Our visit to the Arboretum lasted about 2 hours and 15 minutes in total – we admired the flowering trees and took photos for about half an hour and then hiked the trails for about 1 hour and 45 minutes. Ideally I would have liked to stay for another half an hour but we had to cut our visit short due to an appointment in Oakville. The trees were beautiful and we enjoyed the hiking trails so will definitely add it to our list of nearby places to go walking.
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Location of the RBG Arboretum
The Arboretum is located at 16 Old Guelph Road in Hamilton, Ontario.
Flowering Trees at the RBG Arboretum
Spring is a popular time to visit the RBG Arboretum to see the stunning flowering trees that are in bloom in May and June.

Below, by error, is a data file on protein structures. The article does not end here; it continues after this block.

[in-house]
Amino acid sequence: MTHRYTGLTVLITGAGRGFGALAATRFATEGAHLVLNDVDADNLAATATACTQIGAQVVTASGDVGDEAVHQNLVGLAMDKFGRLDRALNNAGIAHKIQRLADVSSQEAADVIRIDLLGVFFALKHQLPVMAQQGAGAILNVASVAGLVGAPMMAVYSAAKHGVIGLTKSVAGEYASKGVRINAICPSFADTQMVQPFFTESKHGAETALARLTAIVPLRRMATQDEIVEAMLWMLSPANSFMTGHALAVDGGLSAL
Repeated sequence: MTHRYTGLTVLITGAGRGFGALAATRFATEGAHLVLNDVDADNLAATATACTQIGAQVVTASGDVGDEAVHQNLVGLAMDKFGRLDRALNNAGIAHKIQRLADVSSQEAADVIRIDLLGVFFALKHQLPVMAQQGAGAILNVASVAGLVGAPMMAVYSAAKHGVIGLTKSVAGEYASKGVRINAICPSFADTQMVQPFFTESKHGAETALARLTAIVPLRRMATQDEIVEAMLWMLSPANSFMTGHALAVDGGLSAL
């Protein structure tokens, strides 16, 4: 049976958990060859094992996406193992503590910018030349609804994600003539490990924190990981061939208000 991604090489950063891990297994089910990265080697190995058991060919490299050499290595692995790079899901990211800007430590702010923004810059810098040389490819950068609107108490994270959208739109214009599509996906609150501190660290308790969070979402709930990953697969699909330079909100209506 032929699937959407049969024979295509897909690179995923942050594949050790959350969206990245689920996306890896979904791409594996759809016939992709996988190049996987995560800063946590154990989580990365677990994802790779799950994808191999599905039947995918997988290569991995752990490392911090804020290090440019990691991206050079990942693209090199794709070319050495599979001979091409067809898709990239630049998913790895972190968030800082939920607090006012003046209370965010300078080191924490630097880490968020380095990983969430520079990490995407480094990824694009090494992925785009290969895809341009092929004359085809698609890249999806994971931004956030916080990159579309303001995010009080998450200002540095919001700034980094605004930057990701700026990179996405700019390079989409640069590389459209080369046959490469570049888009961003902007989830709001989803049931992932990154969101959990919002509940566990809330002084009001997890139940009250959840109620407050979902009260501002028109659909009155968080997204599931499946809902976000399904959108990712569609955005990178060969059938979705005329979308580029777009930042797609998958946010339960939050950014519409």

On our recent visit, the Flowering Crabapple trees, Redbud, and Dogwood were blooming and the Lilacs were just starting to bloom. Some Magnolias were still blooming and the Flowering Cherries were past peak. Bloom season is very weather dependent and varies year-to-year. It’s advisable to check the RBG social media feeds prior to visiting if you want to be sure that certain trees are in bloom.
The Lilac Walk
The RBG is home to one of the largest lilac collections in the world with over 400 varieties and the Lilac Walk is one of the most beautiful and fragrant areas of the Arboretum.
Hiking Trails at the RBG Arboretum
The RBG Arboretum, as a trailhead for Cootes Paradise nature sanctuary, is also a great place for a nature walk with more than 10 kilometres over several hiking trails to enjoy. Cootes Paradise was established as a sanctuary in 1927 due to its significance as a stopover for migratory birds. The area includes a marsh, creeks, shoreline and the surrounding forest dominated by oak trees.